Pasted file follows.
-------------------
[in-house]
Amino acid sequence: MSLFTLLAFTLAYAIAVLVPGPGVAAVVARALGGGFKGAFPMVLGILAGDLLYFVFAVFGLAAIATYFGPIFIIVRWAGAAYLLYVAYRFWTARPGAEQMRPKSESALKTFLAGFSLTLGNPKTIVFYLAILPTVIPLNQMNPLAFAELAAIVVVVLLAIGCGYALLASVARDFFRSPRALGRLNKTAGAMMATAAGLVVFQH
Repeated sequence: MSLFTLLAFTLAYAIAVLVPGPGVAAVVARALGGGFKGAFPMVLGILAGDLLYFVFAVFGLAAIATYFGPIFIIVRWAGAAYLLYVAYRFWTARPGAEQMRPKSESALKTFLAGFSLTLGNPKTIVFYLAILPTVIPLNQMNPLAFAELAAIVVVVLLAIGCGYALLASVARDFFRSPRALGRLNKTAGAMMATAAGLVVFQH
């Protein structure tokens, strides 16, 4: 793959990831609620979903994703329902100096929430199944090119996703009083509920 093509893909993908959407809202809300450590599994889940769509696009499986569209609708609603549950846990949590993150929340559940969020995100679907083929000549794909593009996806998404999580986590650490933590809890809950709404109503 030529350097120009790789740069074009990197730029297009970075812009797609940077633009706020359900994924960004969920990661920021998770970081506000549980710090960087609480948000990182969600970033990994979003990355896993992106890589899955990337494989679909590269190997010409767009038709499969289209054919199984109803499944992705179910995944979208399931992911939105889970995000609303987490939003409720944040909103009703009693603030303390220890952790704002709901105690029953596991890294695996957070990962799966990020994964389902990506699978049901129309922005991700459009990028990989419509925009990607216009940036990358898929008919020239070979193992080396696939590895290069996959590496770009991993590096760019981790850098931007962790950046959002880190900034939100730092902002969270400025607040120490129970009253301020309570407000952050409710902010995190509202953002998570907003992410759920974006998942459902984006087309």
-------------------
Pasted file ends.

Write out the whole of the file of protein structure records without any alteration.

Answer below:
[in-house]
Amino acid sequence: MSLFTLLAFTLAYAIAVLVPGPGVAAVVARALGGGFKGAFPMVLGILAGDLLYFVFAVFGLAAIATYFGPIFIIVRWAGAAYLLYVAYRFWTARPGAEQMRPKSESALKTFLAGFSLTLGNPKTIVFYLAILPTVIPLNQMNPLAFAELAAIVVVVLLAIGCGYALLASVARDFFRSPRALGRLNKTAGAMMATAAGLVVFQH
Repeated sequence: MSLFTLLAFTLAYAIAVLVPGPGVAAVVARALGGGFKGAFPMVLGILAGDLLYFVFAVFGLAAIATYFGPIFIIVRWAGAAYLLYVAYRFWTARPGAEQMRPKSESALKTFLAGFSLTLGNPKTIVFYLAILPTVIPLNQMNPLAFAELAAIVVVVLLAIGCGYALLASVARDFFRSPRALGRLNKTAGAMMATAAGLVVFQH
């Protein structure tokens, strides 16, 4: 793959990831609620979903994703329902100096929430199944090119996703009083509920 093509893909993908959407809202809300450590599994889940769509696009499986569209609708609603549950846990949590993150929340559940969020995100679907083929000549794909593009996806998404999580986590650490933590809890809950709404109503 030529350097120009790789740069074009990197730029297009970075812009797609940077633009706020359900994924960004969920990661920021998770970081506000549980710090960087609480948000990182969600970033990994979003990355896993992106890589899955990337494989679909590269190997010409767009038709499969289209054919199984109803499944992705179910995944979208399931992911939105889970995000609303987490939003409720944040909103009703009693603030303390220890952790704002709901105690029953596991890294695996957070990962799966990020994964389902990506699978049901129309922005991700459009990028990989419509925009990607216009940036990358898929008919020239070979193992080396696939590895290069996959590496770009991993590096760019981790850098931007962790950046959002880190900034939100730092902002969270400025607040120490129970009253301020309570407000952050409710902010995190509202953002998570907003992410759920974006998942459902984006087309």